Guest Column

Mother refused abortion for son with Down syndrome. Now he is three and thriving

abortion, New York, Texas, surrogacy, down syndrome

(Right to Life UK) Koh Sui Tin, a mother from Singapore, has recently spoken out about her experience of having a son with Down syndrome, and the influence doctors have in whether a woman has an abortion after a doctor informs her that there is a high probability of the child being born with the condition.

In an open letter to The Straits Times, Tin recounted how she was told during the first trimester of her pregnancy that there was a “very high chance of my baby having a chromosomal abnormality.”

She said her doctor advised that she should have an abortion because of “all the challenges that my child would potentially have….”

Against her doctor’s advice, Tin did not have an abortion and her son Daniel is now three years old. Tin said:

Three years into my journey of parenting a child with Down’s syndrome, I want to say that I am so glad that I did not terminate the pregnancy. My son Daniel has brought unspeakable joy to my entire family.

Acknowledging that raising a child with learning difficulties has its own unique challenges and that Daniel takes a little longer than other children to complete some activities, she said Daniel is nevertheless “thriving and hitting his milestones despite his diagnosis.”

“Also, I have since learnt that there are so many people with Down’s syndrome who have gone on to achieve significant accomplishments. Take, for example, Mr Chris Nikic, an American who is the first person with Down’s syndrome to complete an Ironman triathlon,” she added.

Tin also draws attention to the important role that doctors play in influencing a mother’s decision about whether or not to have an abortion following a diagnosis of fetal disability.

“I shudder to think of how many babies like Daniel were aborted because of the unbalanced information on Down syndrome that doctors often relay to parents.”

“Rather than just focusing on the negatives and recommending abortion, perhaps doctors should also offer to connect parents with families that have a child with Down’s syndrome – people who really understand what it means to raise a child with Down’s syndrome.”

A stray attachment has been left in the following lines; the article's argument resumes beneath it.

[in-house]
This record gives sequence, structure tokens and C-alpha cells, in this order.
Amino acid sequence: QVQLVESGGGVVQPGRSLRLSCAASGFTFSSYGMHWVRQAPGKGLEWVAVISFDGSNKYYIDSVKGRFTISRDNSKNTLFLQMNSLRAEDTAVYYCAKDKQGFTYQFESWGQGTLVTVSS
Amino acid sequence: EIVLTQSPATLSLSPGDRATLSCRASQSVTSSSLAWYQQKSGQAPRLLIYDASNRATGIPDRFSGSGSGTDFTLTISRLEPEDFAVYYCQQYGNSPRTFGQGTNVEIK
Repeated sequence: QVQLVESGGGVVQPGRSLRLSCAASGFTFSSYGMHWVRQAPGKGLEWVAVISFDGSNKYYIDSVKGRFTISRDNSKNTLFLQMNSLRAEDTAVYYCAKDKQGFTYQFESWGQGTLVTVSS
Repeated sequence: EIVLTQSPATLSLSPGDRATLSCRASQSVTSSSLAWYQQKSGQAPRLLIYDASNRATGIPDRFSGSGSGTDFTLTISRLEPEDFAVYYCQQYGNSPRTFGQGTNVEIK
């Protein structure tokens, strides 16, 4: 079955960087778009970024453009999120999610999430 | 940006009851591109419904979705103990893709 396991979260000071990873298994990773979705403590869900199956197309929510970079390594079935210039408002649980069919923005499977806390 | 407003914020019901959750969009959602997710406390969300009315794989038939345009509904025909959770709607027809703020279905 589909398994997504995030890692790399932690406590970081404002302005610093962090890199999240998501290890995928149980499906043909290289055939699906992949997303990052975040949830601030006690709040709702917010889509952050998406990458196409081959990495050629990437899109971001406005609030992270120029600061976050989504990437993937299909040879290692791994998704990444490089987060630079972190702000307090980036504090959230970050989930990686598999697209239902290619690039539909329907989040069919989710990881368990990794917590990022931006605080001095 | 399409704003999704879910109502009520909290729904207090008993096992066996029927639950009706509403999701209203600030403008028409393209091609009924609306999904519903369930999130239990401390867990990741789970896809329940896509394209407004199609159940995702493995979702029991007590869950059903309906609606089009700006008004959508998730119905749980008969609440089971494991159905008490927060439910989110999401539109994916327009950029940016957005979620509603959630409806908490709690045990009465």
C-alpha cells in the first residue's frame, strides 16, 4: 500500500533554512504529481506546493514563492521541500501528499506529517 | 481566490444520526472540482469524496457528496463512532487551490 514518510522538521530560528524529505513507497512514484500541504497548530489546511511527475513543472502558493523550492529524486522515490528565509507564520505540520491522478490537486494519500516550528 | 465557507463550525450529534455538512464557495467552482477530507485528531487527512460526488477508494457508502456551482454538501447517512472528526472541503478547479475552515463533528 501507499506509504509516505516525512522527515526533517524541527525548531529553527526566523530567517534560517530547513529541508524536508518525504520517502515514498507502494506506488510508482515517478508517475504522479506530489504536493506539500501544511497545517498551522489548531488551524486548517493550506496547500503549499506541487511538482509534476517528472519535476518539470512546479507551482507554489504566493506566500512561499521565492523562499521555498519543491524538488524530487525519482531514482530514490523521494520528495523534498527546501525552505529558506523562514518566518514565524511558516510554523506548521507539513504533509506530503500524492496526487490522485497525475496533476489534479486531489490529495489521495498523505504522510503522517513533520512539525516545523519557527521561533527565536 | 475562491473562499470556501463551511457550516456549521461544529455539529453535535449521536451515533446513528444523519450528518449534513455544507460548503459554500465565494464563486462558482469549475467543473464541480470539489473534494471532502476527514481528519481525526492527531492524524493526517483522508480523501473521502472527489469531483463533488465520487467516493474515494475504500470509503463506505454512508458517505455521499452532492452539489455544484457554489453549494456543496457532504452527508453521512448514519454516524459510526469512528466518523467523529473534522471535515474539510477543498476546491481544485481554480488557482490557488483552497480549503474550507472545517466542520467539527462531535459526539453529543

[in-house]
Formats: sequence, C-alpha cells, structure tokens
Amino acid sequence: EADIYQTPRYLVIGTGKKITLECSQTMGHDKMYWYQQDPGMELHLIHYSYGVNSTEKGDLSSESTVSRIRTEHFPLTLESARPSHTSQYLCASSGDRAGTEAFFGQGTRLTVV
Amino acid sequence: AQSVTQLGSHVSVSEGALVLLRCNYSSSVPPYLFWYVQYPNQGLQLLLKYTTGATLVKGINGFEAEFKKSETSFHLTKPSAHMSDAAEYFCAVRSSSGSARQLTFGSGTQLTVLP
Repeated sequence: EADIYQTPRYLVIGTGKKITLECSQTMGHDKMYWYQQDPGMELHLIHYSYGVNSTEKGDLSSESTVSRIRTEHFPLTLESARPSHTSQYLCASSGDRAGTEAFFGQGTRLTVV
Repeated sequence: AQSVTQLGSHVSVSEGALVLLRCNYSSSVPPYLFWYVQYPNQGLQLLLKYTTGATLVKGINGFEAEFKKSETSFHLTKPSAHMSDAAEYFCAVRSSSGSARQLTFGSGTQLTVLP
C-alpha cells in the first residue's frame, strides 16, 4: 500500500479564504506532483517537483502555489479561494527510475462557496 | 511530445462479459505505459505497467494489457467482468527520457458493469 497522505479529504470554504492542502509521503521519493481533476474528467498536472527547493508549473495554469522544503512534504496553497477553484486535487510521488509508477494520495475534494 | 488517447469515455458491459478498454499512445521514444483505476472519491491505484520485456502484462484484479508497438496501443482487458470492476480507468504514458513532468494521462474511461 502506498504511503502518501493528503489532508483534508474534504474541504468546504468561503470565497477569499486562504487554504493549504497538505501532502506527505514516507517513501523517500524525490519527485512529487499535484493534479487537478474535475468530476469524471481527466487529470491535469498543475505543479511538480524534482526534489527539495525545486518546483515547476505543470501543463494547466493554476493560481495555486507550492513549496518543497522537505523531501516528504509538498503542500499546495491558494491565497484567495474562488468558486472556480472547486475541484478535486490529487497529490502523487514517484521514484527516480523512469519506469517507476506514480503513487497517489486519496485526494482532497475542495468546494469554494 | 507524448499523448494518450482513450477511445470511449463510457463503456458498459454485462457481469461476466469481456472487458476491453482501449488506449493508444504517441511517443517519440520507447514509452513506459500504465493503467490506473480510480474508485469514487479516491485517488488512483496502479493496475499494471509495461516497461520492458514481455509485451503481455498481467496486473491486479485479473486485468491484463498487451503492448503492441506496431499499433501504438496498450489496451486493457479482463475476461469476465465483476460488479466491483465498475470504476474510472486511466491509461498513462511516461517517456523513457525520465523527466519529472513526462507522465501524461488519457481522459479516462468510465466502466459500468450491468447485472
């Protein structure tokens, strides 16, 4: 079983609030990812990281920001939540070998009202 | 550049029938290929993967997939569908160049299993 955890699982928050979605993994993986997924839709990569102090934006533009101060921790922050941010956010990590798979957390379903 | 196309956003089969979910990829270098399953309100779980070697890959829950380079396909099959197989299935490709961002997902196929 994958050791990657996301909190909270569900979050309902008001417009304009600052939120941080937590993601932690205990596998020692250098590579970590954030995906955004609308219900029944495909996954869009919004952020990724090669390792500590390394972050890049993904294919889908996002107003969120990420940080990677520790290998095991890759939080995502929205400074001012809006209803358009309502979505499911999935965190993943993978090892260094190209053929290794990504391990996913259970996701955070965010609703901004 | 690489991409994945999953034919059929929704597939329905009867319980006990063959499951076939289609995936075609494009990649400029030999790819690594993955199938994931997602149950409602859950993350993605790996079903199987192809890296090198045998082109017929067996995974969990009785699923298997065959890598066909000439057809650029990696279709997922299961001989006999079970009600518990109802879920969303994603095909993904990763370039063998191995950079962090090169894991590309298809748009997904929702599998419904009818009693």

Pressured to abort

Last year, The Royal College of Obstetricians and Gynaecologists (RCOG), the Royal College of Midwives, and the Society and College of Radiographers admitted that women who receive a prenatal diagnosis of Down syndrome, Edward’s syndrome, or Patau’s syndrome, are sometimes pressured to have an abortion by medical professionals.

These medical bodies have released guidelines that stress that the results of prenatal testing should be given and discussed in a “non-directive” manner. This means that whether a test indicates that a baby has Down syndrome or not, no parent should feel pressured into a decision about whether or not to have an abortion.

The guidelines note that some parents who decide they do not want an abortion were “being asked repeatedly if they want further diagnostic tests or an abortion.”

“[These parents] report having their decisions challenged and being pressured into changing their minds.”

The guidelines go on to state: “This should not happen.”

“Parents should have the scope to change their minds, but not be pressured into doing so – their decisions should be accepted and respected at all times.”

READ: Photo of living 10-week preborn baby is ‘vile imagery,’ says Northern Ireland politician

Last month, University of Oxford Professor and social commentator, Richard Dawkins, publicly claimed that it would be “wise and sensible” to abort babies who have Down’s syndrome.

Right To Life UK spokesperson Catherine Robinson said:

Koh Sui Tin is a brave woman who resisted her doctor’s advice that she should have an abortion. She rightly points out that doctors have such an impact in this area and they would better serve mothers and babies if they ceased scaremongering about the possibility that the baby might be born with Down’s syndrome, and instead spent more time reassuring patients and introducing them to other parents of children with Down’s syndrome.

Editor’s Note: This article was originally published at Right to Life UK and is reprinted here with permission. 

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